Ways to improve your walk
Suggested detours and alternative Routes
Whilst most of the time the official Thames Path route is both the obvious and the best route, there are occasions when it’s worth detouring away: not necessarily to save miles but to enjoy something else en-route. In any case, it’s sometimes good to have a break from the river and enjoy a change of scene. On this page, we feature some of the best detours.
- Cricklade, North Meadow +0.0 miles
In springtime, this meadow houses the largest population of snake head fritillaries in the UK. If you're not careful, you might just pass them by.
- Oxford +0.5 miles
It is a common misconception that the River Thames flows through Oxford. It doesn’t. Well, not through the centre. In fact, it flows around the western edge of the city. Purists may be left disappointed that they never saw the sites. So, even if you are not stopping in Oxford, this detour allows you to divert into the historic city and rejoin the Thames Path further on.
- Shillingford +0.0 miles
This detour avoids the (albeit short) walk along the A4074 into Shillingford by taking farm tracks above the river on the other side from the Thames Path. It provides the opportunity to walk through Wittenham Woods and gives good elevated views of the river. It can be combined with the detour to Wittenham Clumps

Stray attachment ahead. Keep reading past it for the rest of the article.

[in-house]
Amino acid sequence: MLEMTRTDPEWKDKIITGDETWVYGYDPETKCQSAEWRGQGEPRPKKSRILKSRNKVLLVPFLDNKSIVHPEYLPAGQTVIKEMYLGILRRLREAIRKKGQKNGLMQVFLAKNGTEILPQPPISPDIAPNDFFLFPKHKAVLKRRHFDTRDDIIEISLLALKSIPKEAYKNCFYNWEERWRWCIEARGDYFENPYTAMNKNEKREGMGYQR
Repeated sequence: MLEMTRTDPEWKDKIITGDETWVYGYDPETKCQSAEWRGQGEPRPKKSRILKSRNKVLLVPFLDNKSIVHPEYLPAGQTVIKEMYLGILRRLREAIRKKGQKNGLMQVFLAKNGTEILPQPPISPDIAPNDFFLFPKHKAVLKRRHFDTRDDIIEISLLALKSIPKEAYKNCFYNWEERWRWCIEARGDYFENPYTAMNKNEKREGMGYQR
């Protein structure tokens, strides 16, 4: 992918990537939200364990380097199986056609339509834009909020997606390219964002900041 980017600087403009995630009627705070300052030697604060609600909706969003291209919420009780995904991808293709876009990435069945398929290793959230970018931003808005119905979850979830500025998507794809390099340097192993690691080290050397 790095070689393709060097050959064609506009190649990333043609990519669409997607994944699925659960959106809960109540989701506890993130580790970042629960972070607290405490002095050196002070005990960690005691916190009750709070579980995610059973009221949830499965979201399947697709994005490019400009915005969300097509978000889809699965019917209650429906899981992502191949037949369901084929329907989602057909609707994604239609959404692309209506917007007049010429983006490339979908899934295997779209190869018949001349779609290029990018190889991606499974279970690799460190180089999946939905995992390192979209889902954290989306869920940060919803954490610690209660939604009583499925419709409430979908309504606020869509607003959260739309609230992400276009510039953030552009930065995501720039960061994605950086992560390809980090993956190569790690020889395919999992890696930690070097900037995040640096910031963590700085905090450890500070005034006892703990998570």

- Wittenham Clumps +1.8 miles
The Thames Path is fairly flat. Well, what do you expect for a river walk? So it may come as a pleasant interlude to break away from the Path and walk up a hill to stretch those thigh muscles. At Days Lock, Dorchester, 68.5 miles from the source, you have the perfect chance: a climb up Wittenham Clumps.
- Wallingford to Goring via the Ridgeway +0.1 miles
Thames Path walkers are often disappointed by the diversion away form the river and subsequent 1 mile road walk through Moulsford. This can be avoided by crossing the river at Nosworthy Way, just past Wallingford, and following the Ridgeway National Trail into Goring. This is a better route, passing a lonely church in Mongewell and the villages of North and South Stoke..
- Reading centre and the Kennet Canal +0.4 miles
This detour takes the walk into Reading town centre where they can pass by the Abbey ruins, believed to be the resting place of Henry I, and past Reading Gaol where Oscar Wilde was incarcerated, and Banksy's mural of the writer escaping with a typewriter. The walk then follows the Kennet Canal to rejoin the walk
- Windsor, the Great Park, and the Runnymede memorials +0.2 miles
Instead of following the river through the Home Park and past Datchet (which includes a 0.5 mile road walk), the detour takes you through Windsor's town centre allowing you to get close to the castle. The detour then follows the Long Walk starting at the private entrance to the castle all the way to the statue of George III. From here the detour turns away from the Great Park, through woodland and past the JFK Memorial and the Magna Carta monument. An optional extra is to visit the Air Force Memorial.
- Bushy Park -1.3 miles
Not so much a detour as a short cut, this route actually saves you some distance. Instead of following the river from Hampton Court you can walk past the Palace entrance and into Bushy Park where, if you are lucky, you may see some deer. Bushy Park will then lead you to Hampton Wick where you can rejoin the rest of the Thames Path walkers who may we wondering how you got past them!
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